Skip to main content
Unpublished Paper
The Ebb & Flow of the United States Coast Guard: Our Forgotten Heroes in Times of Crisis
ExpressO (2007)
  • Lynne D Shelton
The Ebb and Flow of the United States Coast Guard: Our Forgotten Heroes The American public is constantly reminded by advertising that armed forces are protecting their freedoms. It is common to turn on a television or radio and hear “the few, the proud the Marines” or even the newly touted “Army of One” Arguably, however, it is the Coast Guard who are the forgotten heroes who have been protecting our borders for over 200 years. The Coast Guard's motto is “Semper Paratus,” meaning "Always Ready". The United States Coast Guard, (USCG) has participated in every U.S. conflict from landing troops on D-Day and on the Pacific Islands in World War II, extensive patrols and shore bombardment during the Vietnam War, to Operation Iraqi Freedom. The Coast Guard is a branch of the “armed forces” of the United States. The term “armed forces” included the divisions of the Army, Navy, Air Force, Marine Corps, and Coast Guard. Today, the Coast Guard is also a component of the U.S. Department of Homeland Security (DHS), unlike any other branches of the military which are components of the Department of Defense. The USCG is a multimissioned maritime service. Its purpose is to protect the public, the environment, and U.S. economic interests in the Nation’s ports and waterways, along the coast, on international waters, or in any maritime region to support national security. The broad role that USCG plays in homeland security further includes law enforcement, search and rescue, marine environmental pollution response, and the maintenance of rivers, as well as, intracoastal and offshore aids to navigation. As of January 2005, The USCG had approximately 39,000 men and women on active duty; 8,100 reservists; 7,000 full time civilian employees and 35,000 civilian volunteers known as “auxiliarists”. This article focuses on some of the United States legal issues surrounding maritime security at our borders. Section II will highlight the history of the USCG from its inception in the 1700’s through its new responsibilities after September 11th 2001. Section III will critic the Maritime Security as it is today, including what measures have been taken under Homeland Security, port security and shipping container security. Section IV outlines the future vision of change which arguably should occur and what the War on Terrorism means to the United States Coast Guard. This article advocates placing additional capabilities to current systems, thus allowing the members of the USCG to infuse transparency that is desired to ensure an internationally secure maritime system. Further, by adding these additional requirements the USCG will be creating a layering of security. The recognition of the fact that no security system is bullet proof, whether it is American ports or ports around the globe is foundational to a global society. This system could then be followed by other countries. The technology should especially be shared with smaller growing countries. The only way to ensure maritime security is to provide every port comparable security systems. If a port is left vulnerable, then terrorists will arguably use it to hurt their targets. In today’s global economy, and manufacturing based on “just-in-time” supplies, one port down will affect the entire international maritime community. Maritime Security has been redefined in the twenty first century. The ultimate effect of the new initiatives upon world trade and maritime commerce remains uncertain. However, what is certain is that through the generations, the men and women of the Coast Guard have stepped forward to defend our nation. The USCG protects our waterways and ports, enforces maritime law, and safeguards commerce, transportation and natural resources. For over two centuries the USCG has rescued those in peril on the seas. Now the Coast Guard is carrying out those missions during a new kind of war. A war on a national front that is full of electronic possibilities. The Coast Guard has always been vital to our nation's security, and the American people should be grateful to stand behind their ever lifted shield of freedom.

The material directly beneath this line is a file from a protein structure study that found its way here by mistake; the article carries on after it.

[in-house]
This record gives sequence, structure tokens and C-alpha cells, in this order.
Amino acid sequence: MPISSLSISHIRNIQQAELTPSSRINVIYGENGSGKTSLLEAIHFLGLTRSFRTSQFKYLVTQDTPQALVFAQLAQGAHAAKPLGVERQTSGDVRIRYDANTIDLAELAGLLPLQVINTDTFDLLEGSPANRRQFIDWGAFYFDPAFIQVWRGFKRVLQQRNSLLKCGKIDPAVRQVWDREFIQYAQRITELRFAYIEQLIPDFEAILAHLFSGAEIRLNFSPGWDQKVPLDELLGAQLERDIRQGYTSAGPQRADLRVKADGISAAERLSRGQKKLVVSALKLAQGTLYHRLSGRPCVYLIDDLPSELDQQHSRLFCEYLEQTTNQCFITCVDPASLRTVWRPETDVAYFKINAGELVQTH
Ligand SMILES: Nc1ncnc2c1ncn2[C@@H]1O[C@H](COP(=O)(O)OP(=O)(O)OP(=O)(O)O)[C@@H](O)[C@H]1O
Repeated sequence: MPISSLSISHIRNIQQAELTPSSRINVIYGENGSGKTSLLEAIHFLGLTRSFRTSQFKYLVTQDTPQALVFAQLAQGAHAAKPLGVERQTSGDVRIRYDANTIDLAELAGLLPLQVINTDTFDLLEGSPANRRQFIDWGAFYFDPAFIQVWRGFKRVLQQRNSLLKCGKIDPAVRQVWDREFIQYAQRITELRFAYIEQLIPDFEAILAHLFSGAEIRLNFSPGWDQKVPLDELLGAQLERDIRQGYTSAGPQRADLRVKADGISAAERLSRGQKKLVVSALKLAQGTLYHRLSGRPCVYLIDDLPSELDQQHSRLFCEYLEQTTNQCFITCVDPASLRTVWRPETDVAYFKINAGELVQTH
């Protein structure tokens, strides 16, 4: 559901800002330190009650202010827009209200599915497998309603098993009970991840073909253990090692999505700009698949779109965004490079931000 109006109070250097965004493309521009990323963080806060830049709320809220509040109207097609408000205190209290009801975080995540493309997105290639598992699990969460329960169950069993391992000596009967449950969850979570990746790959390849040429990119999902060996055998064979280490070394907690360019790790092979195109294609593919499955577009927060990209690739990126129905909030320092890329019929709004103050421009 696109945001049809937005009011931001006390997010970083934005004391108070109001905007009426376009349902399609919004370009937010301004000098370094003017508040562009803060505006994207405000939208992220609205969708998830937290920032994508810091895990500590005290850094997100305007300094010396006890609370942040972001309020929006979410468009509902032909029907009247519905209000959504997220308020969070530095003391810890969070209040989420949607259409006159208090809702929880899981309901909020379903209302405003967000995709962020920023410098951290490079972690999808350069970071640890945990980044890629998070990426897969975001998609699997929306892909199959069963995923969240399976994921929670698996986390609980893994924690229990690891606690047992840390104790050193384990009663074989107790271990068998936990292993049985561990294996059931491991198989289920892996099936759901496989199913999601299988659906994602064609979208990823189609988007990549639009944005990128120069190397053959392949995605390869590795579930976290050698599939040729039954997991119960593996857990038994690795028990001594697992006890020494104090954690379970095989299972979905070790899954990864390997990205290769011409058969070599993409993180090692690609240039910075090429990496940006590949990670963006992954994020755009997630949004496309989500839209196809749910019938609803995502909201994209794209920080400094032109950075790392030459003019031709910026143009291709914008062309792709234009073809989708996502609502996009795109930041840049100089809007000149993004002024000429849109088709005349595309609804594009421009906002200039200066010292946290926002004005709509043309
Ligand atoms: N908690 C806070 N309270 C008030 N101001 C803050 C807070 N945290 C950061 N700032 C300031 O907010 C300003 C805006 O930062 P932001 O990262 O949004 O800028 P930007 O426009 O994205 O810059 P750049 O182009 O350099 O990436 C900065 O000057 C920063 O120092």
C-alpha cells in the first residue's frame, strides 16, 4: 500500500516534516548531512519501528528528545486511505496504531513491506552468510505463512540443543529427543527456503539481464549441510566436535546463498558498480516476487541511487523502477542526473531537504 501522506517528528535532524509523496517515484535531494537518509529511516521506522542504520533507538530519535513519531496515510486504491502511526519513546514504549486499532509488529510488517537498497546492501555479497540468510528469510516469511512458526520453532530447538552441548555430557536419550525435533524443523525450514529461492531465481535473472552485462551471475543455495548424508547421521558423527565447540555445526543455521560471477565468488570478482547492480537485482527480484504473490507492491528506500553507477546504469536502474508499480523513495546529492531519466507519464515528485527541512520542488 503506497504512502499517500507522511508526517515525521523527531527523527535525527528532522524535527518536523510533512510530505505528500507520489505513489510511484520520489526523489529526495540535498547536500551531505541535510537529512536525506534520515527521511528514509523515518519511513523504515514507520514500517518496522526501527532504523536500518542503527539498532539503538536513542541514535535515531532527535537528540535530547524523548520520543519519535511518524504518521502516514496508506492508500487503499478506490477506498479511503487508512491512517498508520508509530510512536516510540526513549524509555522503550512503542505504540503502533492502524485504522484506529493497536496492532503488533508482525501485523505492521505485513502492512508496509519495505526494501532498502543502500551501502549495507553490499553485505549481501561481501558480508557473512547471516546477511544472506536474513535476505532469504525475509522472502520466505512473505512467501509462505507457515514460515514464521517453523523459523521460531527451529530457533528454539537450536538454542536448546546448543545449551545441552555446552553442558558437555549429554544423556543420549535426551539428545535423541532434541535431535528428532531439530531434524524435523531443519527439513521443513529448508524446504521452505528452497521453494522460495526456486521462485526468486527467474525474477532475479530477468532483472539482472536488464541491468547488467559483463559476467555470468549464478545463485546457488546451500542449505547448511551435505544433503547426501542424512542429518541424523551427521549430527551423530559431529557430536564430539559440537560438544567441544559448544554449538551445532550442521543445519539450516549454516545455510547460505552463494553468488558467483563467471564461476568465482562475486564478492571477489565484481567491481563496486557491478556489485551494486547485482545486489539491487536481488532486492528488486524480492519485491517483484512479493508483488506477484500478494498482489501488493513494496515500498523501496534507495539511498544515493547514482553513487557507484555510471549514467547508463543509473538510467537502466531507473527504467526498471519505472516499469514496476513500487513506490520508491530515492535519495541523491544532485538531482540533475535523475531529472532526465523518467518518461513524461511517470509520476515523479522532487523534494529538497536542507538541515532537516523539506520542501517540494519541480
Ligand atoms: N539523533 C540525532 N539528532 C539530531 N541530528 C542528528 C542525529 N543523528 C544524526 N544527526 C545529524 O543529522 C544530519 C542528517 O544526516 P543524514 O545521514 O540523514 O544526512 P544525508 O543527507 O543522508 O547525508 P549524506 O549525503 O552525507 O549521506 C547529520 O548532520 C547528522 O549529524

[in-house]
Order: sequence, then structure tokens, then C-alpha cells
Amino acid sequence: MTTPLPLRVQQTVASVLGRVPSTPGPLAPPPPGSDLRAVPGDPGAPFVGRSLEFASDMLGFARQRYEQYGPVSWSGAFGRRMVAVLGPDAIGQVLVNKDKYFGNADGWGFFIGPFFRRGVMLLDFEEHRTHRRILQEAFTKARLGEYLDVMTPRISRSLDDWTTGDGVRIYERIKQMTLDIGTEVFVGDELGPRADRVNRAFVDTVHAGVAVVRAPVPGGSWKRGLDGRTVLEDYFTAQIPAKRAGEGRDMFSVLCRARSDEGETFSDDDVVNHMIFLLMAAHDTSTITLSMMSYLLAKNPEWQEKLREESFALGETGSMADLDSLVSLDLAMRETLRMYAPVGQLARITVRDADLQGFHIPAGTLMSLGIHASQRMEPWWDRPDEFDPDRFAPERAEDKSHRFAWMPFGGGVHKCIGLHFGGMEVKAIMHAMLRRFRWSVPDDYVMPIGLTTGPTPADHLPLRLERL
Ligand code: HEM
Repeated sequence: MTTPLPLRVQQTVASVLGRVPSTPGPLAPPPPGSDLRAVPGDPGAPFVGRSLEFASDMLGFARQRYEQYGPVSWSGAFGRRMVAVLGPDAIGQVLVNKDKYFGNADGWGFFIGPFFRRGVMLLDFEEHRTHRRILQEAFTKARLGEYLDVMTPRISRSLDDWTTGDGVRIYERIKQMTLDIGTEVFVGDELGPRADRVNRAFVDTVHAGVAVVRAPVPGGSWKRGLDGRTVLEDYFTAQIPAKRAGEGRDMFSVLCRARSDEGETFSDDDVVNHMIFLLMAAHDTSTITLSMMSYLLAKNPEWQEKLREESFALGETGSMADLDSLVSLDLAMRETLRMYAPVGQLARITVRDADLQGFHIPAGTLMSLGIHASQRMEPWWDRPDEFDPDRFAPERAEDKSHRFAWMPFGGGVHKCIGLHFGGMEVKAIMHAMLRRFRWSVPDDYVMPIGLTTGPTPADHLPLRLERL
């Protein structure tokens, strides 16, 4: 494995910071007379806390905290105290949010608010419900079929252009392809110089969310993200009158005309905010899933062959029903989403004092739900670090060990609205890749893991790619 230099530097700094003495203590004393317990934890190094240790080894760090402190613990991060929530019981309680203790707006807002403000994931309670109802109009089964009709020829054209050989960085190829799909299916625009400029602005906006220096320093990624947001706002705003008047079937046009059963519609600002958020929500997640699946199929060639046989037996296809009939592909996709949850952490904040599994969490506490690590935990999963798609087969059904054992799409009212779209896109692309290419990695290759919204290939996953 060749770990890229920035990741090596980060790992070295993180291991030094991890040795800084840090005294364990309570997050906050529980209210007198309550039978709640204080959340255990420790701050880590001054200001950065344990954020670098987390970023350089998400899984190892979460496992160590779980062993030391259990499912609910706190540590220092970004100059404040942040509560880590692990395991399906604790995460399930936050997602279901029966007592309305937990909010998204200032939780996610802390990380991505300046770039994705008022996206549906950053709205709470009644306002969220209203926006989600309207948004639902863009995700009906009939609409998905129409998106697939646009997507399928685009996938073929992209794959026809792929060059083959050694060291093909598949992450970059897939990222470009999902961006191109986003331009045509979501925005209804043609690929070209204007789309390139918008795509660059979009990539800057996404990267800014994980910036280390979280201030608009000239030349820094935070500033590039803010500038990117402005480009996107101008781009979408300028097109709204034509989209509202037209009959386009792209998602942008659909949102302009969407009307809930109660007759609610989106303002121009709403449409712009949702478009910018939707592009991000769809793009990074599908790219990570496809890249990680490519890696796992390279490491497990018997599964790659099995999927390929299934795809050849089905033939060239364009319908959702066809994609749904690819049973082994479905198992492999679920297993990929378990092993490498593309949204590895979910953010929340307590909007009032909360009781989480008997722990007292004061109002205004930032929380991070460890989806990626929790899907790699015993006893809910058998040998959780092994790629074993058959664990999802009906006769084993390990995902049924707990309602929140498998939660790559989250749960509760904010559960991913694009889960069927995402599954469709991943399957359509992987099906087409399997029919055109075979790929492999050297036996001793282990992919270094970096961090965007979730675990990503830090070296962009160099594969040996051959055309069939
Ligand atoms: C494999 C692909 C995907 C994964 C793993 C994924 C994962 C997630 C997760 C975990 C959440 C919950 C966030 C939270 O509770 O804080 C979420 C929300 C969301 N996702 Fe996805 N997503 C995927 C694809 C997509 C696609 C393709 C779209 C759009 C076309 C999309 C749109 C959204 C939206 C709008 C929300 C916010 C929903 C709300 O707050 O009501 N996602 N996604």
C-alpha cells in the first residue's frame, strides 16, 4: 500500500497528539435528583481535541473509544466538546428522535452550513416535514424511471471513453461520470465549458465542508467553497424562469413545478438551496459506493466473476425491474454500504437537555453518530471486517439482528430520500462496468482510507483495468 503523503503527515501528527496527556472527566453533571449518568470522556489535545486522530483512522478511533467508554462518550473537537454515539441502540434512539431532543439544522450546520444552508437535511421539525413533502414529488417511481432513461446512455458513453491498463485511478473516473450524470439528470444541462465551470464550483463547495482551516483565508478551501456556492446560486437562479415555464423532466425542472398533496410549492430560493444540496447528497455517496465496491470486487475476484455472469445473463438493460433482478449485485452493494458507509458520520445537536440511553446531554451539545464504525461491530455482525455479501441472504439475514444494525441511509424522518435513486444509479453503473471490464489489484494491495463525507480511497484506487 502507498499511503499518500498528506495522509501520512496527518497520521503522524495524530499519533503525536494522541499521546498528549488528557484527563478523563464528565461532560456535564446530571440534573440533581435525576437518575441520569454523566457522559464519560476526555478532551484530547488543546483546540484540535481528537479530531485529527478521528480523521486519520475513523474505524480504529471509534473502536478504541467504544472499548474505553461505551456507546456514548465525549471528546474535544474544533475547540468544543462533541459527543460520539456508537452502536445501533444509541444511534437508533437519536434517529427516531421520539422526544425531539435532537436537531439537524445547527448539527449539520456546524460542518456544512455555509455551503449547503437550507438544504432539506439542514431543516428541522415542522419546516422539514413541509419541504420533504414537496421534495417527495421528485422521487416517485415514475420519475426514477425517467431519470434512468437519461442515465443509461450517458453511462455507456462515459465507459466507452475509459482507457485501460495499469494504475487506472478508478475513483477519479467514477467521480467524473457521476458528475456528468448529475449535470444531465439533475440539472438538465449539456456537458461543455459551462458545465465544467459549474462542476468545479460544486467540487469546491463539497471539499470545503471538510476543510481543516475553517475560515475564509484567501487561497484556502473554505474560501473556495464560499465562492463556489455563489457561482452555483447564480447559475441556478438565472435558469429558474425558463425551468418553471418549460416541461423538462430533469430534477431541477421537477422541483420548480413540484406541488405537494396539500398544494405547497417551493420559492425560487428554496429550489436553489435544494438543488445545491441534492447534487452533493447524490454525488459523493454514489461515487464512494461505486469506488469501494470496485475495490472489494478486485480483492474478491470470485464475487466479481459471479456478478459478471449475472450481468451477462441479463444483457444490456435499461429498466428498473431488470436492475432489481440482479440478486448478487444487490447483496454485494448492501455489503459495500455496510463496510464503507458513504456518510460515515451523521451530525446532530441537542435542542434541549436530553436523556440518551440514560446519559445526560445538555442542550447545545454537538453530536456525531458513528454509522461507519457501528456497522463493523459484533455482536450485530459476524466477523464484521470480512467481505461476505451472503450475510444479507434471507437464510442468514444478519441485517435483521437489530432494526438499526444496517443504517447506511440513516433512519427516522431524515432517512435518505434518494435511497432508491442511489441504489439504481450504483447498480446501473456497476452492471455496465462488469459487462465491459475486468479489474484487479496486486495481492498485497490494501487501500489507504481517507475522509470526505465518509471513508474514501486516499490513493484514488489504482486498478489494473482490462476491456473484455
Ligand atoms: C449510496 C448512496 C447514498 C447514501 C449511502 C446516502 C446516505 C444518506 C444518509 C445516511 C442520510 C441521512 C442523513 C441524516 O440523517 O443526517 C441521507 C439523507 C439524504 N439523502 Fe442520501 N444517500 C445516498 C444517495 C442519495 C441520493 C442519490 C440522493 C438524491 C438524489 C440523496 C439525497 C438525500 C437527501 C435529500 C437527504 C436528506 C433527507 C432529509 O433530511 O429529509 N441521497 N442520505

• homeland security,
  • coast guard,
  • maritime,
  • admiralty,
  • international trade
Publication Date
May, 2007
Citation Information
Lynne D Shelton. "The Ebb & Flow of the United States Coast Guard: Our Forgotten Heroes in Times of Crisis" ExpressO (2007)
Available at: